void main()
{
  // instance obj1 of class DoubleArray
  DoubleArray obj1;

  // Instance obj1 of class DoubleArray
  // An explicit copy constructor is invoked,
  // as a result, obj1.p and obj2.p point to different areas of memory.
  DoubleArray obj2=obj1; // Invoke obj2.DoubleArray(const DoubleArray& obj1)

  // ...
};

both obj1, obj2 objects will point to different memory areas as shown in the figure.

Class has a copy constructor. The obj1.p and obj2.p pointers point to different areas of memory

Figure 2. Class has a copy constructor. The obj1.p and obj2.p pointers point to different areas of memory.

This will lead to the correct operation of the class objects in those cases where the copy constructor is called.

 

3. Overloading operator function operator=(), which overrides assignment operator = (copy operator). Why do you need to overload this function? Explanation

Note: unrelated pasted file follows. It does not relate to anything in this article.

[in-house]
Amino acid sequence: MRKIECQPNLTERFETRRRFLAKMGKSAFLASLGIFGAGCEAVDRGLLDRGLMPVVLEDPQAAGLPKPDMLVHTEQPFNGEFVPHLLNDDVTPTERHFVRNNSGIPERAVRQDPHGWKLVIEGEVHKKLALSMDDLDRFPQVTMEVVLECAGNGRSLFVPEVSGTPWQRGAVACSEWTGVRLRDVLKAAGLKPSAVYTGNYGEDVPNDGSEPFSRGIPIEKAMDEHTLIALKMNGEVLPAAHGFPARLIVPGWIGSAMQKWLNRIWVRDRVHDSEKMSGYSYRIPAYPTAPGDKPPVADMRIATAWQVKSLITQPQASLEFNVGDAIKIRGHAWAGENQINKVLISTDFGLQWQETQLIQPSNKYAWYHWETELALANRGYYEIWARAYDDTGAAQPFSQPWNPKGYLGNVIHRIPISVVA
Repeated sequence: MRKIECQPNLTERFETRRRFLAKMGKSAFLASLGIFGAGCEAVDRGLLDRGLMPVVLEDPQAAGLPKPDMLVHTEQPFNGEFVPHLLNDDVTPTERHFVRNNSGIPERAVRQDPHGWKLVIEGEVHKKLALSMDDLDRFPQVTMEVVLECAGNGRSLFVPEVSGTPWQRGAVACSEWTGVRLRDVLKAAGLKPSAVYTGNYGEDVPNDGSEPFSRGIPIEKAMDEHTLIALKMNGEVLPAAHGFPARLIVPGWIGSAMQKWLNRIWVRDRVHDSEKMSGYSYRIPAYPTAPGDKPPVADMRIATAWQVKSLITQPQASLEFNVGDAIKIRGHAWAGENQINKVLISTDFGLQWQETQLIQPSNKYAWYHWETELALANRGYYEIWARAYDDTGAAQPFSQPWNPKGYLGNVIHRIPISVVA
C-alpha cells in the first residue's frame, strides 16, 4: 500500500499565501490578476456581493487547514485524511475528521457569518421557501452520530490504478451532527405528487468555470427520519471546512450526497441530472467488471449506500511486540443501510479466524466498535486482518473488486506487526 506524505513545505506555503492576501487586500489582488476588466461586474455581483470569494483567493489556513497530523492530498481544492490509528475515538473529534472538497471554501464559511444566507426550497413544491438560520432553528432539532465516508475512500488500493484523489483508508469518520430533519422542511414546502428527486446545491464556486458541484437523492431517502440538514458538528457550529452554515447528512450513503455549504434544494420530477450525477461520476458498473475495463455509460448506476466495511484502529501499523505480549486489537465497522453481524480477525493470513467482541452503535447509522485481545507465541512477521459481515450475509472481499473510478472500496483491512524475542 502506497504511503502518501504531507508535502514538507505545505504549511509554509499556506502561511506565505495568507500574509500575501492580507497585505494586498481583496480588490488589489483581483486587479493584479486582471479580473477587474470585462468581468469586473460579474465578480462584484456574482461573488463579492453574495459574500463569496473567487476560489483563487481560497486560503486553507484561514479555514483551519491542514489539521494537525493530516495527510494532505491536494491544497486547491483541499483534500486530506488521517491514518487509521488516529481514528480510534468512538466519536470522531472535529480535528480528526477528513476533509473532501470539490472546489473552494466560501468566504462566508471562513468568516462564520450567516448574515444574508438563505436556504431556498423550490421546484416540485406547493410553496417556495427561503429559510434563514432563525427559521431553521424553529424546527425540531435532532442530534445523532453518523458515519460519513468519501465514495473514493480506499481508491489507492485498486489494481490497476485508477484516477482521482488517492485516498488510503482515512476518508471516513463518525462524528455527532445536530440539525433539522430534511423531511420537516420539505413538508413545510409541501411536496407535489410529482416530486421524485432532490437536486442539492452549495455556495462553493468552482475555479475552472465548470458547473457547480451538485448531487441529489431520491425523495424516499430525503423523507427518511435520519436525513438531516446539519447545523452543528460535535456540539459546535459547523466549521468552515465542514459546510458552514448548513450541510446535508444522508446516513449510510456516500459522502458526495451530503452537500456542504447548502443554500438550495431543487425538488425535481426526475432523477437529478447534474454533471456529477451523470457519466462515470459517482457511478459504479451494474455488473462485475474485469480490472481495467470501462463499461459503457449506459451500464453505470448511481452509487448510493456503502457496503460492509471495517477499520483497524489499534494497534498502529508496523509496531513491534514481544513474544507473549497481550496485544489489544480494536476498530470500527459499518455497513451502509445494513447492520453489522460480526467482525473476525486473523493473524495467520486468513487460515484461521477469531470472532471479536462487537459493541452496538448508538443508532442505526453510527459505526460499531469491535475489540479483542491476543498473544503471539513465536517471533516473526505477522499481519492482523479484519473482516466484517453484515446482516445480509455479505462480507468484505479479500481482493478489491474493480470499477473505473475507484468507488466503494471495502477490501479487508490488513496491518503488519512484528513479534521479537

To correctly assign objects, in the DoubleArray class, in addition to the copy constructor, you must also overload the assignment operator =.

As in the case of the copy constructor, two possible situations affect the need to use the operator function operator=() in a class:

  • the class does not contain data (pointers) for which the memory is allocated dynamically. In this case, it does not make sense to develop your own operator function, which overloads the copy operator. Because the compiler provides an implicit copy operator = that performs bitwise copying. And for classes in which dynamic memory allocation is not implemented, bitwise copying is enough;
  • class contains pointers for which memory is allocated dynamically. In this case, bitwise copying does not work correctly. To ensure correct operation of the class, it is necessary to include the operator function operator=(), which overloads the assignment operator (copy operator). In this function, you need to implement the memory allocation code for dynamic data of class.

For the DoubleArray class when assigning objects

DoubleArray obj1;
DoubleArray obj2;
obj2 = obj1; // assignment of objects